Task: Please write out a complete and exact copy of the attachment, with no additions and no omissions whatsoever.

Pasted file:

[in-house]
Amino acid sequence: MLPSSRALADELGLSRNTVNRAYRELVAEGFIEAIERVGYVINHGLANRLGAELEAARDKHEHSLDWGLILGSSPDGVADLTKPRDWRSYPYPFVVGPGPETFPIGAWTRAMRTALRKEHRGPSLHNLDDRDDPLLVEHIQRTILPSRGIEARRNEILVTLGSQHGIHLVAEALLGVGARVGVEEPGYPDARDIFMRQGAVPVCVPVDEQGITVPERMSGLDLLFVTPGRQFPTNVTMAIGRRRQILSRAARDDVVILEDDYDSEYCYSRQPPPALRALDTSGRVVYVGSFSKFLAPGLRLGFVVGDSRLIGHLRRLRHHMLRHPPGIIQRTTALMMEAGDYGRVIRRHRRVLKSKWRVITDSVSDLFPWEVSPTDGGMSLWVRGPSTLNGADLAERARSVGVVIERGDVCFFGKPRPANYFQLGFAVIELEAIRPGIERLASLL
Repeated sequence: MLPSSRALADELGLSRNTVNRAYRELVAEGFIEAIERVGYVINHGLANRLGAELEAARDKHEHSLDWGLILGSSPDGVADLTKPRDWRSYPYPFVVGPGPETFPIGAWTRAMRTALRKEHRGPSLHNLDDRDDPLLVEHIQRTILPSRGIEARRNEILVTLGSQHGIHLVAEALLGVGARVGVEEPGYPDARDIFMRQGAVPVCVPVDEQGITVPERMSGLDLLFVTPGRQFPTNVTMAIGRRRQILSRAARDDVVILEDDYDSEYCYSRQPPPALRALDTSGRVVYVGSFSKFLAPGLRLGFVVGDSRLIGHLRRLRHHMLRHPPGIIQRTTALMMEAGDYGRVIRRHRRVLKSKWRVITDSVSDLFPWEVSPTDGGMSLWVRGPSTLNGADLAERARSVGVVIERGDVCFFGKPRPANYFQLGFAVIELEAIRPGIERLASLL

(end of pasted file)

[in-house]
Amino acid sequence: MLPSSRALADELGLSRNTVNRAYRELVAEGFIEAIERVGYVINHGLANRLGAELEAARDKHEHSLDWGLILGSSPDGVADLTKPRDWRSYPYPFVVGPGPETFPIGAWTRAMRTALRKEHRGPSLHNLDDRDDPLLVEHIQRTILPSRGIEARRNEILVTLGSQHGIHLVAEALLGVGARVGVEEPGYPDARDIFMRQGAVPVCVPVDEQGITVPERMSGLDLLFVTPGRQFPTNVTMAIGRRRQILSRAARDDVVILEDDYDSEYCYSRQPPPALRALDTSGRVVYVGSFSKFLAPGLRLGFVVGDSRLIGHLRRLRHHMLRHPPGIIQRTTALMMEAGDYGRVIRRHRRVLKSKWRVITDSVSDLFPWEVSPTDGGMSLWVRGPSTLNGADLAERARSVGVVIERGDVCFFGKPRPANYFQLGFAVIELEAIRPGIERLASLL
Repeated sequence: MLPSSRALADELGLSRNTVNRAYRELVAEGFIEAIERVGYVINHGLANRLGAELEAARDKHEHSLDWGLILGSSPDGVADLTKPRDWRSYPYPFVVGPGPETFPIGAWTRAMRTALRKEHRGPSLHNLDDRDDPLLVEHIQRTILPSRGIEARRNEILVTLGSQHGIHLVAEALLGVGARVGVEEPGYPDARDIFMRQGAVPVCVPVDEQGITVPERMSGLDLLFVTPGRQFPTNVTMAIGRRRQILSRAARDDVVILEDDYDSEYCYSRQPPPALRALDTSGRVVYVGSFSKFLAPGLRLGFVVGDSRLIGHLRRLRHHMLRHPPGIIQRTTALMMEAGDYGRVIRRHRRVLKSKWRVITDSVSDLFPWEVSPTDGGMSLWVRGPSTLNGADLAERARSVGVVIERGDVCFFGKPRPANYFQLGFAVIELEAIRPGIERLASLL